McCord's gang robs the stage carrying money to pay Indians for their land, and the notorious outlaw "The Oklahoma Kid" Jim Kincaid takes the money from McCord. McCord stakes a "sooner" ...
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It's the early days of the F.B.I. - federal agents working for the Department of Justice. Though they've got limited powers - they don't carry weapons and have to get local police approval ... See full summary »
Union officer Kerry Bradford escapes from Confederate Prison and is set to Virginia City in Nevada. Once there he finds that the former commander of his prison Vance Irby is planning to send $5 million in gold to save the Confederacy.
Danny is a content truck driver, but his girl Peggy shows potential as a dancer and hopes he too can show ambition. Danny acquiesces and pursues boxing to please her, but the two begin to spend more time working than time together.
McCord's gang robs the stage carrying money to pay Indians for their land, and the notorious outlaw "The Oklahoma Kid" Jim Kincaid takes the money from McCord. McCord stakes a "sooner" claim on land which is to be used for a new town; in exchange for giving it up he gets control of gambling and saloons. When Kincaid's father runs for mayor, McCord incites a mob to lynch the old man whom McCord has already framed for murder.. Written by
Ed Stephan <email@example.com>
Regarding Humphrey Bogart's "mushroom" jibe about James Cagney in his cowboy hat--Bogart said that Cagney looked like a mushroom--Cagney had a revenge of sorts. After seeing Bogie picking his nose in his car, he wrote a little rhyme: "In this little town of ours, people see all sorts of primps and poses . . . but movie stars in fancy cars shouldn't pick their famous noses". Apparently, according to Michael J. Fox in his excellent documentary about Cagney--James Cagney: Top of the World (1992)--he sent it to Bogart, but didn't receive a reply. See more »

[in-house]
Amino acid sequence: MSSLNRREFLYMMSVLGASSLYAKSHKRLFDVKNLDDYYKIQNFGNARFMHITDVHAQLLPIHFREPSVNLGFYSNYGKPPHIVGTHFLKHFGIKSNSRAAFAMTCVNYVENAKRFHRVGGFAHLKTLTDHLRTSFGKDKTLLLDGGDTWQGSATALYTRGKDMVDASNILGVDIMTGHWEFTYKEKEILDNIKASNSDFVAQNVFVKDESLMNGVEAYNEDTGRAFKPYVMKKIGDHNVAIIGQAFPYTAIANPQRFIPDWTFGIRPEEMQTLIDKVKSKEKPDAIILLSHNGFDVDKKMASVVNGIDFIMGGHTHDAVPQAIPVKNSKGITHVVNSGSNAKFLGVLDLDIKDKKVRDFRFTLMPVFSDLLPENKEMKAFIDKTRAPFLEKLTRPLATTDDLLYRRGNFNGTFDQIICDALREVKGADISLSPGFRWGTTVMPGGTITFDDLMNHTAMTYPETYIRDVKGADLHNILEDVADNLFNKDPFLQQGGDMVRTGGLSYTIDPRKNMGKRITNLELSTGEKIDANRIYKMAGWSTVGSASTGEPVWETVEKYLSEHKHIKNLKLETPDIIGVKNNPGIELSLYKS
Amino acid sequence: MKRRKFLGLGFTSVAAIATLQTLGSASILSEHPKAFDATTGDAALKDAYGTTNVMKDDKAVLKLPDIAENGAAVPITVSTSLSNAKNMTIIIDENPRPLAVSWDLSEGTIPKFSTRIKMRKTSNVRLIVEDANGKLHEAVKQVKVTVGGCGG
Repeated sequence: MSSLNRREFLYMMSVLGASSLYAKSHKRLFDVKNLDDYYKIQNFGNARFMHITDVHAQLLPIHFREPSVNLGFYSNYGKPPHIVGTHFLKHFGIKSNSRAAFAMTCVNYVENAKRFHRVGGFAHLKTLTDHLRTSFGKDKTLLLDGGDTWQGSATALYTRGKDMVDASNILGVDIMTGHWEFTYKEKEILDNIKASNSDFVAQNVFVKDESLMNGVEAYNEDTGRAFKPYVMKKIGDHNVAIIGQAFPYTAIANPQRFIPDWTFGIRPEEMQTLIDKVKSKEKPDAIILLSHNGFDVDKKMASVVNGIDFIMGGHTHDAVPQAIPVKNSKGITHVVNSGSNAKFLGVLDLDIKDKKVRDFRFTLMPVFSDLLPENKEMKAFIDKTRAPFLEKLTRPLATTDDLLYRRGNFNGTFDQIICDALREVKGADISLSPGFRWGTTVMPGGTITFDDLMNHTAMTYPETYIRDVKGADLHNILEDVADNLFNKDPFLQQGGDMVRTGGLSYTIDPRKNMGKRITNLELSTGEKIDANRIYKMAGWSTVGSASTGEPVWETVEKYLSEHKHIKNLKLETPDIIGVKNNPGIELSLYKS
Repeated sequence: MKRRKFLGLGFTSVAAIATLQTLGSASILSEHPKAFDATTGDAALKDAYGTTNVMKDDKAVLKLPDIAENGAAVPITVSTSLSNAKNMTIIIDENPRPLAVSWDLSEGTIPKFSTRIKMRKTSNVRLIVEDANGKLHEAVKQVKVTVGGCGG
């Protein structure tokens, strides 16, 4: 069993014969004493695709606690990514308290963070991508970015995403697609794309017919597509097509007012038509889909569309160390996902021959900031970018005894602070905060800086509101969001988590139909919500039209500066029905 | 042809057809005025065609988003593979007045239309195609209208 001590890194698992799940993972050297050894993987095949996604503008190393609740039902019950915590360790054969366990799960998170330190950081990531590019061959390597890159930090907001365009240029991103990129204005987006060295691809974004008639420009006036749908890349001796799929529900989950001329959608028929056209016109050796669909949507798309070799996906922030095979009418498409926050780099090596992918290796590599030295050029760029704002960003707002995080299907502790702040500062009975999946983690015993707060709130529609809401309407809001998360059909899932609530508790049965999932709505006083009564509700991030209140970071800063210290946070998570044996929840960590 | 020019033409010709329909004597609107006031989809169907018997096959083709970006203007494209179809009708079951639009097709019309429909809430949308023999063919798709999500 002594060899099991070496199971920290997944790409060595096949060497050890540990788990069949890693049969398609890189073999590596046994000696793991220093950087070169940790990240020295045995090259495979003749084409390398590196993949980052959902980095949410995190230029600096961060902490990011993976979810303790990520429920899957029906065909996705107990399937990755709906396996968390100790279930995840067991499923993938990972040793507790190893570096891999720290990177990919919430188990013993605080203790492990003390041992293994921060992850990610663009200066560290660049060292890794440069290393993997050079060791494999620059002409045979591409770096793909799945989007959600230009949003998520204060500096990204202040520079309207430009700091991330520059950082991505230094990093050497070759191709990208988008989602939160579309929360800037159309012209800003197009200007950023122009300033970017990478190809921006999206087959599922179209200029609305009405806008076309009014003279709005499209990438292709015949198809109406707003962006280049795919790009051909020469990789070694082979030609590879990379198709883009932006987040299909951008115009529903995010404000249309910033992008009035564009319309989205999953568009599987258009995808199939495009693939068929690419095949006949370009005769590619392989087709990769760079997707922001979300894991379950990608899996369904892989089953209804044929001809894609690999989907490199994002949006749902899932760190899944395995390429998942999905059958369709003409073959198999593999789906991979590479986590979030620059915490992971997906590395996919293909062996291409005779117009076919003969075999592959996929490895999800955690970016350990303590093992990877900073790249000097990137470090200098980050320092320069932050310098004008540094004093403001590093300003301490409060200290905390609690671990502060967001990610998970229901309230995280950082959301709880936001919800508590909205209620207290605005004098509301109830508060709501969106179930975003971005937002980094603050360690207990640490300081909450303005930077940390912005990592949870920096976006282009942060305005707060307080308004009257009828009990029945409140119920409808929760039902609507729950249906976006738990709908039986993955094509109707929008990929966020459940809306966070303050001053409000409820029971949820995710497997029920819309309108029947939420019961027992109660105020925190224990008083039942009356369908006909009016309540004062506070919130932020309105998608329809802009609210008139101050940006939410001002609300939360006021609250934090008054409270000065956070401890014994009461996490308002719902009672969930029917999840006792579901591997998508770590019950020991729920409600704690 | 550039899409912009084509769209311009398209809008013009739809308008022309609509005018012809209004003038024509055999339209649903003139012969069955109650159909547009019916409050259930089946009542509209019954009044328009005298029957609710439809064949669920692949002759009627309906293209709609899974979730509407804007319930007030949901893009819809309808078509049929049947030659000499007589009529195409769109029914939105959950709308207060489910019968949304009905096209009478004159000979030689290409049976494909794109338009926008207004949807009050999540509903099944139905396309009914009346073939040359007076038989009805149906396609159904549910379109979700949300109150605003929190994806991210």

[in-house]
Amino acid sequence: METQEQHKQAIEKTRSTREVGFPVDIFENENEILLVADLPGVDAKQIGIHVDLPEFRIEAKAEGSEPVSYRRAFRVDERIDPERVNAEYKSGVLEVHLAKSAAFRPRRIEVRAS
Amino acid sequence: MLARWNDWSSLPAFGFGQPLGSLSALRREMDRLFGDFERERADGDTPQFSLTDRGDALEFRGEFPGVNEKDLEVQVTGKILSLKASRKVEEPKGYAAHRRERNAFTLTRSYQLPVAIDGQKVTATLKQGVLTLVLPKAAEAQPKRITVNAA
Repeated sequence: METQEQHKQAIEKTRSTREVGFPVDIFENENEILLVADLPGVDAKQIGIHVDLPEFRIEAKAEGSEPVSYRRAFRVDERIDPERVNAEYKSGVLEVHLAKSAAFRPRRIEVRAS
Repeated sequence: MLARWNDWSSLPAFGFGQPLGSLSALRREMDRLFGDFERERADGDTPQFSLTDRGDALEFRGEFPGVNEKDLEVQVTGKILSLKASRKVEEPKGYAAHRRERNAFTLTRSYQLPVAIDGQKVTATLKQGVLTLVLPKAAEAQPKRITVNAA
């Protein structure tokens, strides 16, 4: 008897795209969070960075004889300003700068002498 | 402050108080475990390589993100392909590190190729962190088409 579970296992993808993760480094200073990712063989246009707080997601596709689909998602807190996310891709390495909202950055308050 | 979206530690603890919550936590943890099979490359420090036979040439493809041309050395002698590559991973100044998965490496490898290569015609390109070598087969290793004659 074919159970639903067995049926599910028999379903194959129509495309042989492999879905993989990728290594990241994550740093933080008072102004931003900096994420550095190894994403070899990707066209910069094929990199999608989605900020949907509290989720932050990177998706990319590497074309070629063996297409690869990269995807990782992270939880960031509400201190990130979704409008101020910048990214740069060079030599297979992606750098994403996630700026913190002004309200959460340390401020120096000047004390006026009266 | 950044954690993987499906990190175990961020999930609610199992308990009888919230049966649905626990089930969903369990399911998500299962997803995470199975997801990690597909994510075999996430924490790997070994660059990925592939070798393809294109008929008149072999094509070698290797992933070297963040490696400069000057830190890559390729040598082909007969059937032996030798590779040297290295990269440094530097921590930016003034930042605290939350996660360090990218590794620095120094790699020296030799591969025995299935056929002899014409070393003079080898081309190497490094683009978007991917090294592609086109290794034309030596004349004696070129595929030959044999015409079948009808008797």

In the bar room, shortly after Whip McCord tells The Oklahoma Kid to give him back the Indian money, the Kid shoots Curley in the belly. A few moments later, Curley walks out as if he had never been shot. See more »
[referring to his gun]
The Oklahoma Kid:
This is the only law that I know is worth a hoot in this part of the country. The only law.
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I may be in the minority here - at least with a couple of my classic-movie-buff friends, but I really liked this western. I thought it was one of the most interesting and entertaining classic westerns I've ever seen. Of course, having Jimmy Cagney in the lead didn't hurt. He's usually very entertaining and this is no exception. He plays his normal cocky self, but instead of gangster or something else modern-day, he was cowboy. To those too rigid fuddie-duddies who can't see their favorite actors trying different genres - too bad. Cagney as a cowboy?? Why not? He' still the same, great actor and entertainer. Same goes for Bogey.
Humphrey Bogart, as he so often was before he became a mega-star with Casablanca, played the bad guy. He looked like he had a bad toupee, too. I hope that wasn't his real hair!
This was fun to watch right from the get-go and also featured some excellent black-and-white cinematography (where is the DVD on this?), which made it all the better. At 82 minutes, this is a quick night of entertainment, but I liked that short running time.
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